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SOAP MEPs and Abstract MEPs

From: Don Mullen <donmullen@tibco.com>
Date: Thu, 16 Jan 2003 08:38:23 -0500
Message-ID: <339902DC0E58D411986A00B0D03D843201B24AF1@extmail.rtp.tibco.com>
To: www-ws-desc@w3.org

I have a long-standing action item to detail how SOAP MEPs and WSDL MEPs (or
what I will refer to as Abstract MEPs) relate, and how they might be changed
in order to work together.  I realize that SOAP MEPs are 'abstract', but
could not come up with a better destinction.  I don't think changing MEP to
Pattern would help -- but cause more confusion, given the similarities
between the two.

Soap MEPs are defined here [1].  An Abstract MEP is essentially the same
definition, but with the following minor modifications:

o 'SOAP node' is replaced with 'participating node'
o 'SOAP feature' is replaced with 'feature'
o 'SOAP fault' is replaced with 'fault'

Note that the WS Architecture group has already created a template document
based on the SOAP Features/Properties/MEPs extension mechanism and plans to
make these general across all Web service specifications -- a very rough
draft can be found here (essentially takes the SOAP words verbatim) [2].

Give the above changes, the definition of an Abstract MEP would be:


An Abstract Message Exchange Pattern (MEP) is a template that establishes a
pattern for the exchange of messages between participating nodes. MEPs are a
type of feature, and unless otherwise stated, references in this
specification to the term "feature" apply also to MEPs.  The
request-response MEP illustrates the specification of a MEP feature.

The specification of a message exchange pattern MUST:

 - provide a URI to name the MEP.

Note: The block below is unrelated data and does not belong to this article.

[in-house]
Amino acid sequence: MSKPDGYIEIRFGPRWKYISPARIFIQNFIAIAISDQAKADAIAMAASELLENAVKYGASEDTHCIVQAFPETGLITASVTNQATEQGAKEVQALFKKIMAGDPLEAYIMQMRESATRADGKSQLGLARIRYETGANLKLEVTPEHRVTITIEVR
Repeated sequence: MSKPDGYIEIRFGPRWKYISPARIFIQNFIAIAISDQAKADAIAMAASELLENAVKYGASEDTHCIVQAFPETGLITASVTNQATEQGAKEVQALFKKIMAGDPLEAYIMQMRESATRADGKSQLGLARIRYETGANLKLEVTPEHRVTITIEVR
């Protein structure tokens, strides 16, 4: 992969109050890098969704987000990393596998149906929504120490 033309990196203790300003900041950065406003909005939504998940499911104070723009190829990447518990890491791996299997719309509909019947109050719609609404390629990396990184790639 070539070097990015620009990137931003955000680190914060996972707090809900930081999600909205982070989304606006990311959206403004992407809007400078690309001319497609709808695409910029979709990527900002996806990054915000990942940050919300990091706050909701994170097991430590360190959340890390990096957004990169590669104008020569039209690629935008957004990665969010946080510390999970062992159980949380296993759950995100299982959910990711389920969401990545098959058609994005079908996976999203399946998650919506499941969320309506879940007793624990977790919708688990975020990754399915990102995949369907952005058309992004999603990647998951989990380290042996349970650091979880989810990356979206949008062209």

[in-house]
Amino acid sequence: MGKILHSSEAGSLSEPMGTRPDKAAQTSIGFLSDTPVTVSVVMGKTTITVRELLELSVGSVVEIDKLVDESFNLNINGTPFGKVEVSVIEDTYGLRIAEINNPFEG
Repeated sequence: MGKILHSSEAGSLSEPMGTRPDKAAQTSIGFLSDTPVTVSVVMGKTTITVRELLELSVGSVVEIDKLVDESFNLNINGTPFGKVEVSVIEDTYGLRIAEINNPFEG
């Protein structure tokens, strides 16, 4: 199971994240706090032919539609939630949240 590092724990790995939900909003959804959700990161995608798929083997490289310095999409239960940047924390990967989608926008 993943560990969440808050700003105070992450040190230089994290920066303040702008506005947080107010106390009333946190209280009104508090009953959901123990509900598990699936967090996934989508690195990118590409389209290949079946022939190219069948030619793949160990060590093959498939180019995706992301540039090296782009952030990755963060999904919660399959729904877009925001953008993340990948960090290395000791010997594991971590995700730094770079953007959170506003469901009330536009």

- Describe the life cycle of a message exchange conforming to the pattern.

 - Describe the temporal/causal relationships, if any, of multiple messages
   exchanged in conformance with the pattern (e.g. responses follow requests
   and are sent to the originator of the request.)

 - Describe the normal and abnormal termination of a message exchange
   conforming to the pattern.

Higher level specifications can declare their support for one or more named
MEPs.  For example, SOAP MEPs can specifically refer to Abstract MEP

MEPs are features, so an MEP specification MUST conform to the requirements
for feature specifications. An MEP specification MUST also include:

 - Any requirements to generate additional messages (such as
   responses to requests in a request/response MEP).

 - Rules for the delivery or other disposition of faults
   generated during the operation of the MEP.


Given the above definition, a SOAP MEP could be redefined simply as:


  A SOAP MEP is an Abstract MEP [as defined above] where:
   - the participating nodes are 'SOAP nodes'
   - all faults are mapped to SOAP faults
   - can reference an Abstract MEP and provide additional
     SOAP-specific semantics


Now, if we take a look at the SOAP MEPs provided in Part II of the SOAP
specification [3], it seems clear that we can adopt the same property
conventions for Abstract MEPs, namely:
  o ExchangePatternName
  o FailureReason
  o Role
  o State

There may be some debate on whether 'State' is appropriate as part of an
Abstract MEP specification.  I'll leave that open for now.

The SOAP spec defines two SOAP MEPs, 'SOAP Request-Response Message Exchange
Pattern' [4] and 'SOAP Response Message Exchange Pattern' [5].  Both of
these are request-response MEPs, where the first has the request coming in
as a SOAP message, and the second the request is made via a 'non-SOAP
message.'  A close look at the two SOAP MEPs reveals the fact that they are,
indeed, almost identical, so both of the SOAP MEPs could refer to the same
Abstract MEP that defines input-output (or request/response).

In WSDL, the <interaction> or <operation> would refer to the Abstract MEP.
The SOAP binding would then specify which of the SOAP MEPs would be used.

[1] http://www.w3.org/TR/2002/CR-soap12-part1-20021219/#soapmep
[2] http://dev.w3.org/cvsweb/~checkout~/2002/ws/arch/wsa/wd-wsa-ext.html
[3] http://www.w3.org/TR/2002/CR-soap12-part2-20021219/#soapsupmep
[4] http://www.w3.org/TR/2002/CR-soap12-part2-20021219/#singlereqrespmep
[5] http://www.w3.org/TR/2002/CR-soap12-part2-20021219/#soapresmep

Don Mullen
Received on Thursday, 16 January 2003 08:43:10 UTC

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